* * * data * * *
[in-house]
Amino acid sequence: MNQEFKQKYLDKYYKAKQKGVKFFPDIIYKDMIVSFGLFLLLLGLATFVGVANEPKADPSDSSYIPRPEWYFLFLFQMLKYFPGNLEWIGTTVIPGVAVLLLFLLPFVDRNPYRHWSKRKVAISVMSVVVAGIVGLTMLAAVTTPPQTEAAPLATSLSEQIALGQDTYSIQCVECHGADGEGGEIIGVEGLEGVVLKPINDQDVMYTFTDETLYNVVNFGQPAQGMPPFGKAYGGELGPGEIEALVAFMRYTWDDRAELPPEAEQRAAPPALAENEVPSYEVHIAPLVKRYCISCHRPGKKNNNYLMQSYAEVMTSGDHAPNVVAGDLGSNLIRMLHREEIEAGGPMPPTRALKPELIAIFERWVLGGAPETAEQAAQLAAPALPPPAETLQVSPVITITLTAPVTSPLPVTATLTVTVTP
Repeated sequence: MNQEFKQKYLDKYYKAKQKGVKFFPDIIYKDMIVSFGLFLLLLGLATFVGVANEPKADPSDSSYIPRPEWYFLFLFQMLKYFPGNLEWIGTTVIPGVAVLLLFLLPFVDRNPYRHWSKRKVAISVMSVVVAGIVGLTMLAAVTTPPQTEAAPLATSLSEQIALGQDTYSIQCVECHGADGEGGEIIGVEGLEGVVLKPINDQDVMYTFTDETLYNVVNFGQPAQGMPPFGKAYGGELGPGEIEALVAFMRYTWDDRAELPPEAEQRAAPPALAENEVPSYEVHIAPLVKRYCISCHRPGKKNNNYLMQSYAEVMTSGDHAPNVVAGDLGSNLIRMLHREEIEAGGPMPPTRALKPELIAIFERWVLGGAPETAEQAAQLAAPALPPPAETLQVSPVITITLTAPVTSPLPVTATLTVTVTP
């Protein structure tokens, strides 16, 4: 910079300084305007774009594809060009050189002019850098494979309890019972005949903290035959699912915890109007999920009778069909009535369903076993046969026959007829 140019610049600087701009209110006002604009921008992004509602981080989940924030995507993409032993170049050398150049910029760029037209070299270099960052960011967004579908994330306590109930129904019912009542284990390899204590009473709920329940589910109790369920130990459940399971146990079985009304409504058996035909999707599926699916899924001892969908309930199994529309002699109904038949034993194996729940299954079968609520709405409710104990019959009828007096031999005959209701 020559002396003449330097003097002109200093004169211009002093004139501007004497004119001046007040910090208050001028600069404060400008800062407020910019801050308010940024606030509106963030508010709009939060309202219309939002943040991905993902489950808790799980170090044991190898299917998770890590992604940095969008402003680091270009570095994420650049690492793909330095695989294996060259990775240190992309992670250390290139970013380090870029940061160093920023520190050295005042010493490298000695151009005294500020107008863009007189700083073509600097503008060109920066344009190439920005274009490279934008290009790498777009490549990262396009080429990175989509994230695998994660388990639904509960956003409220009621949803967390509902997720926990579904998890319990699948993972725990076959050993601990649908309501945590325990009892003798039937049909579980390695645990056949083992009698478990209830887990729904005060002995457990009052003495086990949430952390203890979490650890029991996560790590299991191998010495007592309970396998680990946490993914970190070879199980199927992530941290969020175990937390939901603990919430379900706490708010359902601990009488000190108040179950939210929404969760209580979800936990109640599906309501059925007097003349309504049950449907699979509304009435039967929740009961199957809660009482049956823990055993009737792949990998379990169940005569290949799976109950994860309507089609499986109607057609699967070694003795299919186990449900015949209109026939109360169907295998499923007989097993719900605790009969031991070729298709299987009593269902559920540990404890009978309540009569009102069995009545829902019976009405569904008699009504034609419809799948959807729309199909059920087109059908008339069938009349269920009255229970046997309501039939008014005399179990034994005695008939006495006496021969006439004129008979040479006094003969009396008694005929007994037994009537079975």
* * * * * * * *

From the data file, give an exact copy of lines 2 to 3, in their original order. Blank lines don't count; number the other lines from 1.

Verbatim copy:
Amino acid sequence: MNQEFKQKYLDKYYKAKQKGVKFFPDIIYKDMIVSFGLFLLLLGLATFVGVANEPKADPSDSSYIPRPEWYFLFLFQMLKYFPGNLEWIGTTVIPGVAVLLLFLLPFVDRNPYRHWSKRKVAISVMSVVVAGIVGLTMLAAVTTPPQTEAAPLATSLSEQIALGQDTYSIQCVECHGADGEGGEIIGVEGLEGVVLKPINDQDVMYTFTDETLYNVVNFGQPAQGMPPFGKAYGGELGPGEIEALVAFMRYTWDDRAELPPEAEQRAAPPALAENEVPSYEVHIAPLVKRYCISCHRPGKKNNNYLMQSYAEVMTSGDHAPNVVAGDLGSNLIRMLHREEIEAGGPMPPTRALKPELIAIFERWVLGGAPETAEQAAQLAAPALPPPAETLQVSPVITITLTAPVTSPLPVTATLTVTVTP
Repeated sequence: MNQEFKQKYLDKYYKAKQKGVKFFPDIIYKDMIVSFGLFLLLLGLATFVGVANEPKADPSDSSYIPRPEWYFLFLFQMLKYFPGNLEWIGTTVIPGVAVLLLFLLPFVDRNPYRHWSKRKVAISVMSVVVAGIVGLTMLAAVTTPPQTEAAPLATSLSEQIALGQDTYSIQCVECHGADGEGGEIIGVEGLEGVVLKPINDQDVMYTFTDETLYNVVNFGQPAQGMPPFGKAYGGELGPGEIEALVAFMRYTWDDRAELPPEAEQRAAPPALAENEVPSYEVHIAPLVKRYCISCHRPGKKNNNYLMQSYAEVMTSGDHAPNVVAGDLGSNLIRMLHREEIEAGGPMPPTRALKPELIAIFERWVLGGAPETAEQAAQLAAPALPPPAETLQVSPVITITLTAPVTSPLPVTATLTVTVTP